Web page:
||News for those who can't drink grapefruit juice
Grand Member (5 years)
Joined: Aug 22, 2002
From: San Francisco
|Posted: 2006-05-09 1:23 pm  Permalink|
Great news for those who would love to try a Reverb Crash or any of the other many tasty tropical drinks that contain grapefruit juice, but can't due to drug interaction concerns. You won't be able to use fresh-squeezed juice, and it might take some friendly pestering of the juice producers, but it's an important bit of progress:
Study finds how grapefruit juice affects drugs
Tue May 9, 12:25 PM ET
WASHINGTON (Reuters) - U.S. researchers said they have identified the compound in grapefruit juice that affects how some drugs are absorbed in the body and said on Tuesday it might be used to help lower dosages for some patients.
Grapefruit juice is known for its effects on drug metabolism and is avoided by some patients while other deliberately take their drugs with the juice.
The reason is an intestinal enzyme called CYP3A, which partially destroys drugs as they are absorbed. Grapefruit juice, like no other fruit juice, interferes with CYP3A, so the body ends up absorbing more of the drug.
Dr. Paul Watkins of the University of North Carolina at Chapel Hill and colleagues say they have identified the substance in grapefruit juice that is responsible -- furanocoumarin.
"It should now be possible to market the furanocoumarin-free grapefruit juice to patients who would otherwise need to avoid grapefruit," Watkins said in a statement.
"In addition, it should be possible to screen new foods for the potential for drug interactions by determining whether they contain furanocoumarins," Watkins said.
"Finally, it may be possible to add furanocoumarins to formulations of certain drugs that tend to be poorly or erratically absorbed to improve their oral delivery."
To test the theory that furanocoumarin was the responsible compound, Watkins and colleagues filtered it out grapefruit juice, which they discovered was then less bitter but otherwise unaltered.
Then they tested 18 men and women taking various drugs on a regular basis including aspirin and birth control pills.
Each fasted in the hospital and got a single dose of the blood pressure drug felopidine, sold under the brand name Plendil, along with either normal grapefruit juice, furanocoumarin-free juice or orange juice.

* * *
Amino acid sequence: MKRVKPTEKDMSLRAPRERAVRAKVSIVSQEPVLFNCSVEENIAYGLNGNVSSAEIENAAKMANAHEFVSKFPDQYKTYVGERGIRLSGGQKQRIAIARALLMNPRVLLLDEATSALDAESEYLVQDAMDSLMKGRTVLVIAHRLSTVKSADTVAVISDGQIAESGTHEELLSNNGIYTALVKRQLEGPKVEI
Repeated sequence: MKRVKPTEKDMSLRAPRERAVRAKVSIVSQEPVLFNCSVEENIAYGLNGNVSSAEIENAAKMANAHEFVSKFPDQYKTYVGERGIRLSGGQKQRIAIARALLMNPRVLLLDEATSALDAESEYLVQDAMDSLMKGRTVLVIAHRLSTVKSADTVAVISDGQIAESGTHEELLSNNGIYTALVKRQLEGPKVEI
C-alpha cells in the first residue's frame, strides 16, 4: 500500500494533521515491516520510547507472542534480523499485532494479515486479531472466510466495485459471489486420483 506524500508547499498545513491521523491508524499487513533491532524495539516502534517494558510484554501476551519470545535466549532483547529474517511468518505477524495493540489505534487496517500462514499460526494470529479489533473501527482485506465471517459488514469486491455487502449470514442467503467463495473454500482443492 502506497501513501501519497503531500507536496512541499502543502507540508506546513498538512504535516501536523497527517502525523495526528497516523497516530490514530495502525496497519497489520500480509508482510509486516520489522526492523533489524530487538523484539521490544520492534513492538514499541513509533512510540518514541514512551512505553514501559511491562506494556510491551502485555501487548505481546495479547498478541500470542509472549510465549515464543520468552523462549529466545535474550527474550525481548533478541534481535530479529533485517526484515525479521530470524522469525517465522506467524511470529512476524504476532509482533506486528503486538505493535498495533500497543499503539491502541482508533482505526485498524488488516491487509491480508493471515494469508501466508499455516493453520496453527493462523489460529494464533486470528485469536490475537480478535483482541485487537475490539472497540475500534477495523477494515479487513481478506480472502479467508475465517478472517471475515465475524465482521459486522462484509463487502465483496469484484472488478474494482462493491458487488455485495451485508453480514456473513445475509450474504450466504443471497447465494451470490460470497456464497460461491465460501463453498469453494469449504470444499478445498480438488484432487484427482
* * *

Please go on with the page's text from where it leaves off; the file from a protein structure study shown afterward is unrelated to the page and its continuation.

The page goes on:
They then ate and drank normally and blood was taken regularly all day.
In each volunteer, the normal grapefruit juice made between 6 percent to 230 percent more Plendil available in the blood, the researchers reported in the American Journal of Clinical Nutrition. The furanocoumarin-free grapefruit juice and orange juice had no such effect, they reported.
Critiki - Ooga-Mooga - Humu Kon Tiki
Joined: Feb 16, 2003
|Posted: 2006-05-09 8:22 pm  Permalink|
See TiKi Central can save your life! I take blood pressure meds and know that I cannot drink grapefruit juice, I forgot that Reverb Crash has it! That could be bad! Thanks Humuhumu!
Joined: Mar 29, 2006
|Posted: 2006-05-10 08:02 am  Permalink|
Mu doctor actually told me that a lot of meds are not affected by alcohol consumption but to never drink grapefruit while taking my meds. It's actually funny to hear that from your doctor. Drink booze not juice.
Joined: Aug 20, 2004
From: 3 hrs 33 mins to paradise
|Posted: 2006-05-11 10:42 am  Permalink|
My sincerest sympathies to those who can't drink grapefruit juice. A Reverb Crash without fresh grapefruit juice is, well... I don't even want to think about it.
Joined: Feb 04, 2004
|Posted: 2006-05-16 7:17 pm  Permalink|
Joined: Jun 01, 2002
|Posted: 2007-07-28 10:20 am  Permalink|
So, has anyone found furanocoumarin-free grapefruit juice yet? I really want to make the Zombie Punch recipe in Sippin' Safari, but can't due to interaction with my blood-pressure meds.
In the absence of some sort of magical new grapefruit juice, what other kinds of fruit juice might make an adequate substitute?
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